CRAIG: I’m talking about the Robotard 8000. You may say, “Why would you put your screenplay on the Internet, and why would say it was authored by the Robotard 8000?” Well, why, because they have agents at CAA and they’re working. It really got them a lot of attention.
Also, it didn’t hurt that other writers that people trusted were saying, “We read this script. This was really funny.”
Similarly, I’ll tell you, if I were 22 again and I were in a writer’s group, I would say…You and I didn’t have this in the 90s. Let’s get a web page for our writer’s group, and let’s just start blogging about the experience of our writers group. Let’s track the progress of our scripts and the log lines and the rest of it. If one of us catches somebody’s attention, suddenly our writer’s group has a little bit of buzz to it. “What will this writer’s group come up with next?” That’s why that Fempire thing was so cool, with Diablo…
JOHN: Dana and Lorena.
CRAIG: Dana and Lorena. It was like, Okay. There’s a group. Now, it’s not really a group; they all have to write their own scripts. But something about it, there’s a little bit of sparkly dust to it. It’s interesting.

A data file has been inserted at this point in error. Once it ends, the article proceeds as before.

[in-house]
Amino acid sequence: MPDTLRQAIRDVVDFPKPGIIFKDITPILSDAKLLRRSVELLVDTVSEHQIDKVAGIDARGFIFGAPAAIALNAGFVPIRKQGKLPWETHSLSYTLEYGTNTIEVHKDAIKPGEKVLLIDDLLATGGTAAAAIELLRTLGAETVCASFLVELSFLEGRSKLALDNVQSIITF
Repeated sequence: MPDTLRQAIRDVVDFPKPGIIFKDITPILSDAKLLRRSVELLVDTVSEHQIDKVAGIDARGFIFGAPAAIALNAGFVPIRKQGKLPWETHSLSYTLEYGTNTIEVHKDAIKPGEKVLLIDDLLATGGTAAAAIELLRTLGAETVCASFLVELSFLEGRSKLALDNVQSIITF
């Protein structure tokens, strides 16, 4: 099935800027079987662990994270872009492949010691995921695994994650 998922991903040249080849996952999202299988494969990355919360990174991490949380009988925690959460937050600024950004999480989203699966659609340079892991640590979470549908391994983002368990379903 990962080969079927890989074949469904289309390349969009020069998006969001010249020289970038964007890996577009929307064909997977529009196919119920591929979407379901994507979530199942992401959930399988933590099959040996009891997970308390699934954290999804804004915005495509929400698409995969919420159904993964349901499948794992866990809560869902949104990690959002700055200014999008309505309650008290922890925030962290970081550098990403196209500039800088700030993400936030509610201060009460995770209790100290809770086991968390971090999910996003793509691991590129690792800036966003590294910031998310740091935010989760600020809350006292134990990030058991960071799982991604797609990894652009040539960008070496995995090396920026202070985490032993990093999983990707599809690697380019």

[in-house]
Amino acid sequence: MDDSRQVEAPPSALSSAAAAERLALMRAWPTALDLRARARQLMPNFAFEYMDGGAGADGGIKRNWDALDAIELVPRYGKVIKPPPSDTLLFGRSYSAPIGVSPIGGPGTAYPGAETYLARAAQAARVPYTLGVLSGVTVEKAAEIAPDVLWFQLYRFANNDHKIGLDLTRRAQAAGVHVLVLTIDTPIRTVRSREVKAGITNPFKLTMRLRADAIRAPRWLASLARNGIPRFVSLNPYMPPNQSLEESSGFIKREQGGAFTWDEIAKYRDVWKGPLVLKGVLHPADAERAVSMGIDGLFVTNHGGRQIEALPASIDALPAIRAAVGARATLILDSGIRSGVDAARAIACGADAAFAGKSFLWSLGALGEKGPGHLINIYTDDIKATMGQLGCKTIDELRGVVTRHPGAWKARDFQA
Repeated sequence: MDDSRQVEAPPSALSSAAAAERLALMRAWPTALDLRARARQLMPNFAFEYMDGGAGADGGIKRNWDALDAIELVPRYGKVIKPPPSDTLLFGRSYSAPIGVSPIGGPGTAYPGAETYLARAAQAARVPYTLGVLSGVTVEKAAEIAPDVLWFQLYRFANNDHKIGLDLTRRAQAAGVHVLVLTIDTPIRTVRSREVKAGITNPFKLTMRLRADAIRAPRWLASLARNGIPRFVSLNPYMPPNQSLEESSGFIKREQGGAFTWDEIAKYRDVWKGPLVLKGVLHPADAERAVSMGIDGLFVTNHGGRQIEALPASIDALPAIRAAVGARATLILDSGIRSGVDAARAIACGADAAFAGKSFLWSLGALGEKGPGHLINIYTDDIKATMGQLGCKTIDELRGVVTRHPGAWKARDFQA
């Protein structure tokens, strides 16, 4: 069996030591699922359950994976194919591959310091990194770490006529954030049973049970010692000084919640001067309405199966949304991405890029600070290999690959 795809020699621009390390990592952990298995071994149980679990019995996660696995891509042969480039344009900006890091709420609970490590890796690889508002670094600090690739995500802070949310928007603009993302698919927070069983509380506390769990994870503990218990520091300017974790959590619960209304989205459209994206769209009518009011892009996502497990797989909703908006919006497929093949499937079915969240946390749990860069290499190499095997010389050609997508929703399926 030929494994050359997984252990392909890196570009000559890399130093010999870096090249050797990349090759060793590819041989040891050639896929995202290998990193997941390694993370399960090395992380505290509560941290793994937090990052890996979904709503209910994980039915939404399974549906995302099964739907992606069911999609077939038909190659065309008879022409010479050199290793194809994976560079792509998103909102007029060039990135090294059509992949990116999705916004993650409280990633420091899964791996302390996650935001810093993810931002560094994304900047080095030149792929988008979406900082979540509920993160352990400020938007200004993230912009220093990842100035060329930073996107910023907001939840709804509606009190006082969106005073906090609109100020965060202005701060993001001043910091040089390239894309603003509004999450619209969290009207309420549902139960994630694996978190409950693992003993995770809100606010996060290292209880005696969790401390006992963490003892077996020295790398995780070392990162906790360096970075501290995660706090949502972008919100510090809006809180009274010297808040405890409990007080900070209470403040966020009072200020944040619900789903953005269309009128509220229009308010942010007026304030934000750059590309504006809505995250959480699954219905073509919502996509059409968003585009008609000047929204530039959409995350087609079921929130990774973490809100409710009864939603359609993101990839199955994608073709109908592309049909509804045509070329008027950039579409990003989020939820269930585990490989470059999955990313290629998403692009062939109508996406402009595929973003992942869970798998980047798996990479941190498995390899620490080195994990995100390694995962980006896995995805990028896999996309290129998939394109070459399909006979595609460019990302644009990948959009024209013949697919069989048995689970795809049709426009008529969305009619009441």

How do you make yourself interesting? Maybe then somebody will be attracted to your script.
JOHN: We talked about marketing, but it’s really almost positioning. People need to know how to consider you, or what to consider you as. Here’s a terrible way to go into your first meeting: You wrote a really good comedy script that people liked, so they brought you in, a manager and agent sat down to meet with you. They say, “I really liked your script; it was really funny. What do you want to write?”
It’s like, “Well, I mostly want to write period detective stories with monsters.” The manager is going to hem and haw and make conversation for about another 10 minutes, but they’re not going to want to sign you because they were thinking about you as a comedy person. Let them pigeon hole you for five minutes until you actually get something going. They need to know how are they going to make the next phone call to somebody else, saying, “This guy has a really funny comedy script, but he’s exactly the right person to hire for your period action movie.” That just doesn’t make sense.